• Cisco Community Playbook - Chapter 3: Building a Community Subject Matter Expert3.2 Registration and PermissionsC isco Communities are open to both guests and registered users.Registered Users Guest UsersRegistration and login leverages Cisco’s Single Sign On Guest users have limited access to the communities andprocess. Users who have a Cisco.com ID will be able to login depending on the particular community, may be unable toto the communities without having to create a new account. view, post or comment within the community. To take full advantage of the communities, it is encouraged that all usersRegistered users are categorized into one of four register.designations:✔✔ Cisco employees and contractors have access to most public and private communities. SMEs and community managers typically fall into this category.✔✔ Partners are Cisco partners. Partners have access to the Custom Permissions public and partner communities. Custom permissions can be set for communities. This is✔✔ SMARTnet Users are customers who have registered for common for private communities such as user groups and the SMARTnet support service. They have access to the early adopter programs. public communities.✔✔ Registered End Users are users who have registered but do not have one of the above three designations. They have access to the public communities.15 © 2012 Cisco and/or its affiliates. All rights reserved.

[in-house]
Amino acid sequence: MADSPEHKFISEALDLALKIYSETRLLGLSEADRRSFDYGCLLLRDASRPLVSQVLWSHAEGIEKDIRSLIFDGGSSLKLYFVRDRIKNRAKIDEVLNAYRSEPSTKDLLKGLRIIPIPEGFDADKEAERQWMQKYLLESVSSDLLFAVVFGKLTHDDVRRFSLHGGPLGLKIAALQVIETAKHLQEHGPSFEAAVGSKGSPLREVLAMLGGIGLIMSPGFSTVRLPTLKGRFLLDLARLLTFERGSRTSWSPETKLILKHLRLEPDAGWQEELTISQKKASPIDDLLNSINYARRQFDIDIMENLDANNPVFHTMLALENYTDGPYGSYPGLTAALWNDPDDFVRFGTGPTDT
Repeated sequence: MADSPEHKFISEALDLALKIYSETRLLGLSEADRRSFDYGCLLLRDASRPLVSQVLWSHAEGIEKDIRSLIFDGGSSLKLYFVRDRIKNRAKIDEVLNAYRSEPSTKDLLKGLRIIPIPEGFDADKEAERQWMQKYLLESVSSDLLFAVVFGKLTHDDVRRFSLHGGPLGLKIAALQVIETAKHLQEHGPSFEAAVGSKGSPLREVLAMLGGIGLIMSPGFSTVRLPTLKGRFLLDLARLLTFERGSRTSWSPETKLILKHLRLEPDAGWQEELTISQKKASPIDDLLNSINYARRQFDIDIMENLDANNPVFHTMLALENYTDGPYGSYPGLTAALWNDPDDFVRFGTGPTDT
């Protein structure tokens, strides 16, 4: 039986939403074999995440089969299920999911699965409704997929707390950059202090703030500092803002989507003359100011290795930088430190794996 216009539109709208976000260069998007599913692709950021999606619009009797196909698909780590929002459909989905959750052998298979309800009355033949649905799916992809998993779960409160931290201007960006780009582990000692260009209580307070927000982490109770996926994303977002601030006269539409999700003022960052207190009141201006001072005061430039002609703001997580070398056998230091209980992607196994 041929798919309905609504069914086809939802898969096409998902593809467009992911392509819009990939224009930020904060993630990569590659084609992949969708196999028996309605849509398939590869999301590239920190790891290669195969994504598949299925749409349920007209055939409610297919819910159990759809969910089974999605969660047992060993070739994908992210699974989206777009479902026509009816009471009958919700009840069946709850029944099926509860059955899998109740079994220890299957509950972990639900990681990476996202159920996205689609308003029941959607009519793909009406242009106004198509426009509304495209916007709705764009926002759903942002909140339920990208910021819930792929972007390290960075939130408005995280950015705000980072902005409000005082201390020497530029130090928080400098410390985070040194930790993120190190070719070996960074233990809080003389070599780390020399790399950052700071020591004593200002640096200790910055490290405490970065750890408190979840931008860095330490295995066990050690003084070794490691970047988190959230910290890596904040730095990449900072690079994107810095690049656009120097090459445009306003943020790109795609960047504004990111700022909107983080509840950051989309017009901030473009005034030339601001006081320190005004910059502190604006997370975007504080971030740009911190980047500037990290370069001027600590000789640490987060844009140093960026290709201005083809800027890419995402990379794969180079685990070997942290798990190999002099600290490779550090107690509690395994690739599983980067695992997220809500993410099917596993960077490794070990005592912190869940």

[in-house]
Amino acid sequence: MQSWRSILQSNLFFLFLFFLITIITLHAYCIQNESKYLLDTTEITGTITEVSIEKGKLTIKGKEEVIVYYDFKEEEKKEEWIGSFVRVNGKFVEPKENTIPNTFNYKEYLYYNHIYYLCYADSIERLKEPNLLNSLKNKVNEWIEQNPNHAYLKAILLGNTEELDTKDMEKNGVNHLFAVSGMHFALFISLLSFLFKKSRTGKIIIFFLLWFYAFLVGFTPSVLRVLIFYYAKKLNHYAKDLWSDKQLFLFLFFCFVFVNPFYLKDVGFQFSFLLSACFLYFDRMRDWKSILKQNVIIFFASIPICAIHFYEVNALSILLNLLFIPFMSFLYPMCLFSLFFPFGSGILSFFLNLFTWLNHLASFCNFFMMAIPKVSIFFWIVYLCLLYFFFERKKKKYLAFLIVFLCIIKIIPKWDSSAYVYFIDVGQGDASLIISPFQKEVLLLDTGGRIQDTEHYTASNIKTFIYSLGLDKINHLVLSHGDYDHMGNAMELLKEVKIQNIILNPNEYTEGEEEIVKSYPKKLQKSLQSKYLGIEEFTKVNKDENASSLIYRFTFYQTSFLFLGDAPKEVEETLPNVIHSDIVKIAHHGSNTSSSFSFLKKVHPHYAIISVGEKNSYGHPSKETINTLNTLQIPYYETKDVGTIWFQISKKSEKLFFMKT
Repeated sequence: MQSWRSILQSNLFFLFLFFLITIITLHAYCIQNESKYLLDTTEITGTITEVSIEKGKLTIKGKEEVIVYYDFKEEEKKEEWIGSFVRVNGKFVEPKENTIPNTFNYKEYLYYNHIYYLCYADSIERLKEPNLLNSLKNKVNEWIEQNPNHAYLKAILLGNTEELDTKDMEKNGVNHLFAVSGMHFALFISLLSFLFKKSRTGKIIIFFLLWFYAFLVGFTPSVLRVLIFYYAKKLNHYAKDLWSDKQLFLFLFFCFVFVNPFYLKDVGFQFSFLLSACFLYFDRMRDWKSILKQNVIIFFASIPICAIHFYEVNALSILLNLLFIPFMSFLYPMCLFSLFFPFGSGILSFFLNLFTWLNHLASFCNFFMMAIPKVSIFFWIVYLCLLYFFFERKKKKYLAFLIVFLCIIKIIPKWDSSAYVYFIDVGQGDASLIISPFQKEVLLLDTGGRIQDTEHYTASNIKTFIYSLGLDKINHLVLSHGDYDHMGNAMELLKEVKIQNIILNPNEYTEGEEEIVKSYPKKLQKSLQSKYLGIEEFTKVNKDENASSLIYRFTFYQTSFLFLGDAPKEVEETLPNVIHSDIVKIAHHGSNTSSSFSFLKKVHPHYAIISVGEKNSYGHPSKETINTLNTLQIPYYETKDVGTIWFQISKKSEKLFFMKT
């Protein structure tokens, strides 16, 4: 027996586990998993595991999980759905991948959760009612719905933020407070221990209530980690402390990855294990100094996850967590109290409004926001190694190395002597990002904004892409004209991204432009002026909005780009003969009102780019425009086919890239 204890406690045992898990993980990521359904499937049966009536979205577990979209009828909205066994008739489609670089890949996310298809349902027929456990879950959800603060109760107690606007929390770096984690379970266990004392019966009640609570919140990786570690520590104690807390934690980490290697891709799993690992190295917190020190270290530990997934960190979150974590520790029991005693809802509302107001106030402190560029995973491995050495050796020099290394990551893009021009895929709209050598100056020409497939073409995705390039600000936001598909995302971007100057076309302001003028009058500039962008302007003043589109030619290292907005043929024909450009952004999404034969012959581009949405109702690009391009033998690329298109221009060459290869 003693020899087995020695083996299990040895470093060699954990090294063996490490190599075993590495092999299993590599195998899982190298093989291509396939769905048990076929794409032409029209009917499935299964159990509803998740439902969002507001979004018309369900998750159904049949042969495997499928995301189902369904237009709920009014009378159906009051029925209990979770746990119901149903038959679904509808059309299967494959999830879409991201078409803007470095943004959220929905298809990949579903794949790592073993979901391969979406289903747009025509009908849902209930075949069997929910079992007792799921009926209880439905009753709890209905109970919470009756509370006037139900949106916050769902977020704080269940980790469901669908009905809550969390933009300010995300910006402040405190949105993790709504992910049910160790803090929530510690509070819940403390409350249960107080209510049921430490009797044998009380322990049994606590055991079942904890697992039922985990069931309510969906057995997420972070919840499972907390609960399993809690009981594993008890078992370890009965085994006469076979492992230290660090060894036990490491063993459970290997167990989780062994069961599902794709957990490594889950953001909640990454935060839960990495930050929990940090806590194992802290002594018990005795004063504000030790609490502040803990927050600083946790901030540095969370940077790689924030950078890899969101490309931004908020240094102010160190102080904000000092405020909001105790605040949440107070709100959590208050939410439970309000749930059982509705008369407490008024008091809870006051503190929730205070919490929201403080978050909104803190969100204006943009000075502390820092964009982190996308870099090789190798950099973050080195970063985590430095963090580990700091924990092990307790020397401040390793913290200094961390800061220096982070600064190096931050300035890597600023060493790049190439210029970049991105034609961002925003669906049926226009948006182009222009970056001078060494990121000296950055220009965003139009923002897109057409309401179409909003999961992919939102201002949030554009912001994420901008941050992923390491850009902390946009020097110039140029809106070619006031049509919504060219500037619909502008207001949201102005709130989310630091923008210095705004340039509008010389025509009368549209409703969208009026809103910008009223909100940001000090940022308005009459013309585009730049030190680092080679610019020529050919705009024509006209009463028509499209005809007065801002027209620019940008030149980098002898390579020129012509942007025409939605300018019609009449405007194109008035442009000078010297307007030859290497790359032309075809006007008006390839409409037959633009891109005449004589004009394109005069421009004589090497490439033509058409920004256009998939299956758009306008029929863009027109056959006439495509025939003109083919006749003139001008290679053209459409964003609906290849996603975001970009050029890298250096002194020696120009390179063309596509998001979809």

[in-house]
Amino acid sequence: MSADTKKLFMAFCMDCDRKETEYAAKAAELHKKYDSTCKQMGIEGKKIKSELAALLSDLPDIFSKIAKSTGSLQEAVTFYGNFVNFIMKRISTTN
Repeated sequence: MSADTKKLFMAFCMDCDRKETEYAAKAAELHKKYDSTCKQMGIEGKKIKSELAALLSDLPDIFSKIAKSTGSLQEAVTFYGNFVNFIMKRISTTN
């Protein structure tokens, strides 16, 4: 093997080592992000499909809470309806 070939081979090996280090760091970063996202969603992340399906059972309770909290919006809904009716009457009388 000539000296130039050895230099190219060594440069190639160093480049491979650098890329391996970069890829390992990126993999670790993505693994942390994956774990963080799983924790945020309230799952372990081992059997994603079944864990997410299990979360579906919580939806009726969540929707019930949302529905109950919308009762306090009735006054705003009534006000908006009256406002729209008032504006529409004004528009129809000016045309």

• Cisco Community Playbook - Chapter 3: Building a Community3.3 Keep the Experience S.O.C.I.A.L.W hen creating the user experience for your community, it’s important to keep in mind that the experience needs to be S.O.C.I.A.L. In a community setting, it’s im- A community must be able to portant to have a brand presence grow with the needs and the size that is both open and transparent. of the audience. If you do not Be friendly with your audience. have the resources, a community Friendliness can be the difference cannot be maintained. between returning or idle users. lab le Ope ca n S Consistent LimitlessCommunities need to give people Community management re-the power to do what they can to quires commitment and con-get work done. Rules are okay, sistency. From editorial calen-but it is also important to give Ac v dars to regular check-ins with e tipeople the power to do what they the community, it’s important ti v e t uido best. to create a consistent social In ecosystem. Make sure your community members Communities can be difficult to navigate. Ensure can engage with your community by your community is intuitive to use and makes creating opportunities for users to be sense from a design perspective. Overloading active. Active members are more willing your community with widgets, for example, is not to come back and engage. a good way to design your community. Members will not want to return to a difficult to use com- munity.16 © 2012 Cisco and/or its affiliates. All rights reserved.